Tava drew her head back, leaned up against the wall, and let out a deep sigh. Once again, she found herself shaking her head in disbelief at her crew's ineptitude. But she was a Commander now and could not afford to display her disappointment or anger. She composed herself. "You sure it can be fixed?" she questioned Gordon.
"Positive. No problem, really. And I apologize for not minding Terrel's work. But I assumed he knew what he was doing."
"Floyd Terrel has minimal background in the biological analysis features of an Interstellar Space Ship. His expertise lies in the Volmor systems, which are generally found in the Explorer class ships. If he tries to use the equipment again, I am asking you to monitor his work."
"Definitely. Sorry, I didn't know his background. You didn't mention it before you left."
That was true, Tava thought. Why Floyd Terrel was assigned to this mission was still a mystery to her. But still, as her senior crewmember, Smil Gordon should have been more aware of the crew's abilities and technical expertise. "Well, I'm mentioning it now," she replied. "Get the unit back up as soon as possible."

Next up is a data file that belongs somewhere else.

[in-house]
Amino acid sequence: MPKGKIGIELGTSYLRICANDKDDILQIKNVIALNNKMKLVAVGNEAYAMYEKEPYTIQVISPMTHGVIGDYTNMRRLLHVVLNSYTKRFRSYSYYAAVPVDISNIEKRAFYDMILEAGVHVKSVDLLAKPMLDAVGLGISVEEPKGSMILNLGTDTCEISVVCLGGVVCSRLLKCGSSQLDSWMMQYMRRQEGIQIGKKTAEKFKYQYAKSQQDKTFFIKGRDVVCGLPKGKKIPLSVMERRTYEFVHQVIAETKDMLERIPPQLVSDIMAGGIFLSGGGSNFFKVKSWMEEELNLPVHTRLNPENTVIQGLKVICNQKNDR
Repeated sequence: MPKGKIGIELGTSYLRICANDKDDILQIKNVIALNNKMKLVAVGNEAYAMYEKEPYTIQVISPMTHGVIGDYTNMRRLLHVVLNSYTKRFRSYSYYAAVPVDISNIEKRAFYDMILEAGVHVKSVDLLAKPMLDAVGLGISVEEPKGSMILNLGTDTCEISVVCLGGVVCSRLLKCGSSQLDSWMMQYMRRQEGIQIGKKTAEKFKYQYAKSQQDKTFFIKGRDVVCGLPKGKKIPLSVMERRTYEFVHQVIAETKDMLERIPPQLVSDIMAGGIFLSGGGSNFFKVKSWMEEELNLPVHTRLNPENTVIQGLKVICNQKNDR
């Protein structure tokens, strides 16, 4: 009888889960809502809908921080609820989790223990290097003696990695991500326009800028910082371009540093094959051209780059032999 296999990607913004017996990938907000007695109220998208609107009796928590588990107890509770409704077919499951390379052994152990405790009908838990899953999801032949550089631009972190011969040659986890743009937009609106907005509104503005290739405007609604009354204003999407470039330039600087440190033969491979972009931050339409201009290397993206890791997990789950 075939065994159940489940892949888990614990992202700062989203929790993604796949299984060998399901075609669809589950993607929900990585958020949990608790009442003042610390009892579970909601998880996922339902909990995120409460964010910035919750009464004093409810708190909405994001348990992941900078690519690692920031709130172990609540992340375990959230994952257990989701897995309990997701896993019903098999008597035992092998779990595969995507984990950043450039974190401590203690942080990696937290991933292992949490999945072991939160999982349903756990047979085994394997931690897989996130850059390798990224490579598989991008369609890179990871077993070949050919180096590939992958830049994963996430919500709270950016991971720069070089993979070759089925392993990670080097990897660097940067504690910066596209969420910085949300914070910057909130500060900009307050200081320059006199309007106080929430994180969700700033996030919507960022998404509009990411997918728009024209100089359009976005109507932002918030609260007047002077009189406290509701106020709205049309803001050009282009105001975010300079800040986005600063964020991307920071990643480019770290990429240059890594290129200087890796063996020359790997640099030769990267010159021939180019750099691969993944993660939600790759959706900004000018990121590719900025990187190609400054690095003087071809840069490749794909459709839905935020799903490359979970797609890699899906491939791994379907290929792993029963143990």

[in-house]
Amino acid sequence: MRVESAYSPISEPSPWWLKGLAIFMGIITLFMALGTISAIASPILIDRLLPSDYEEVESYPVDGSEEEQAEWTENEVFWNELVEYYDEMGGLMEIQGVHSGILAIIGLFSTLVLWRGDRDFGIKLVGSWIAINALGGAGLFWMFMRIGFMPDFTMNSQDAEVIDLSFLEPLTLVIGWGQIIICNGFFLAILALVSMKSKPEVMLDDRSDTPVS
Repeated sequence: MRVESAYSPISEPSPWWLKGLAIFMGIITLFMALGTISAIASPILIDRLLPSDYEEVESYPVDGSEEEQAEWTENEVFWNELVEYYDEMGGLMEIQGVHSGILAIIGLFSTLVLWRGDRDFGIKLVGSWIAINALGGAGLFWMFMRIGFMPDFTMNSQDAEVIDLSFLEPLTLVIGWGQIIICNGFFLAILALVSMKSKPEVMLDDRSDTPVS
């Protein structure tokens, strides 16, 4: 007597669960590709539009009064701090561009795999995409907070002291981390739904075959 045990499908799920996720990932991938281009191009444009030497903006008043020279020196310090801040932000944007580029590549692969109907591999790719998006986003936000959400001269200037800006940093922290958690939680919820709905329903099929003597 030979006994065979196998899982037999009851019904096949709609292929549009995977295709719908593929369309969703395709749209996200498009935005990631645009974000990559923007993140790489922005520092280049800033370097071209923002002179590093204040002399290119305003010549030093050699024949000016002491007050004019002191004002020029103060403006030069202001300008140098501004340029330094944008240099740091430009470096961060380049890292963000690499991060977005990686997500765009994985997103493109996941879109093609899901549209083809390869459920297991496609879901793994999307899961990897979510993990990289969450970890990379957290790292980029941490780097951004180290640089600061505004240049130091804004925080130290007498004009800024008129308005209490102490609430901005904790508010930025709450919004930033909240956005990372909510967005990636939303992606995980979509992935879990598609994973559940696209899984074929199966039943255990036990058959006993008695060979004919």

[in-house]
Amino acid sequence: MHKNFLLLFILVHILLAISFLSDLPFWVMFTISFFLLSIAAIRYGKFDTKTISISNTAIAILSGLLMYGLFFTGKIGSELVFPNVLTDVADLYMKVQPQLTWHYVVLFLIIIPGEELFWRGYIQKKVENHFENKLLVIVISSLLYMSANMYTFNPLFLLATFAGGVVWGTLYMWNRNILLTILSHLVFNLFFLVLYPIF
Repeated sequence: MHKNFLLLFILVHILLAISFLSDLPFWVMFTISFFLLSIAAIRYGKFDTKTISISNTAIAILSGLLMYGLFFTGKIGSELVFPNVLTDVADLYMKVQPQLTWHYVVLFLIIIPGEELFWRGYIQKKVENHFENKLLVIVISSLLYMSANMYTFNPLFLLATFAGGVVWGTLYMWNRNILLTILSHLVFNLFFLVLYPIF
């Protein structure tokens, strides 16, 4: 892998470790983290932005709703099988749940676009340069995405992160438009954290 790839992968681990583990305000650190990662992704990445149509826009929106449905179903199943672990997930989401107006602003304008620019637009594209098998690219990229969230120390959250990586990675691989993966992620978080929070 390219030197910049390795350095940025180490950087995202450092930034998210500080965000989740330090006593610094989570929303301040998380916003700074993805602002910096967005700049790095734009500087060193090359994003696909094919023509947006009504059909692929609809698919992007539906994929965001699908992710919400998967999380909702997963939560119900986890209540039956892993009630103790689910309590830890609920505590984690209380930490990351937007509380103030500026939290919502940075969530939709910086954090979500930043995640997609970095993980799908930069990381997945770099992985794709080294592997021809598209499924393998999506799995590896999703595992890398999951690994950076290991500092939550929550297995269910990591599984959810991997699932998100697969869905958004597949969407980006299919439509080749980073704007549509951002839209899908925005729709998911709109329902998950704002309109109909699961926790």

She led them back to the conference area where the Translating Scanner was hard at work. "Any luck?"
Quickly forgetting the food-synthesizing problem, his face suddenly radiated with enthusiasm. "This language is simply bizarre! It's unlike anything I've ever seen before!"
"It IS alien," she replied. "Will that thing work?"
"You kidding? It's simply a matter of time. And now we have some more input. I bet I get it within the hour."
"Can I hold you to that?"
Gordon's smile disappeared. "You serious?"
She patted him on the shoulder and forced a smile. "Give it your best, Gordy." She and Lia departed the conference area and headed for storage. It was time for dinner.
After Lia turned in, Tava joined Gordon at the conference table. The food synthesizer problem had been minor and he had completed the task in less than thirty minutes. So now, he could do little but watch his Translator continue to decipher the tablets. The sun had set and a purple twilight covered the valley. Tava reviewed the events of the day through her mind but was unable to determine the answers she sought.
"What are you thinking?" Gordon interrupted her. Restless from sitting before the translator the entire day, he stood over Tava, waiting her reply.
"I don't know. I can't make any sense of what happened here?" She stared at him, examining his eyes. They were bloodshot and he appeared exhausted. Although she was scheduled for the next shift of sleep when Terrel awakened, she would make Gordon go instead.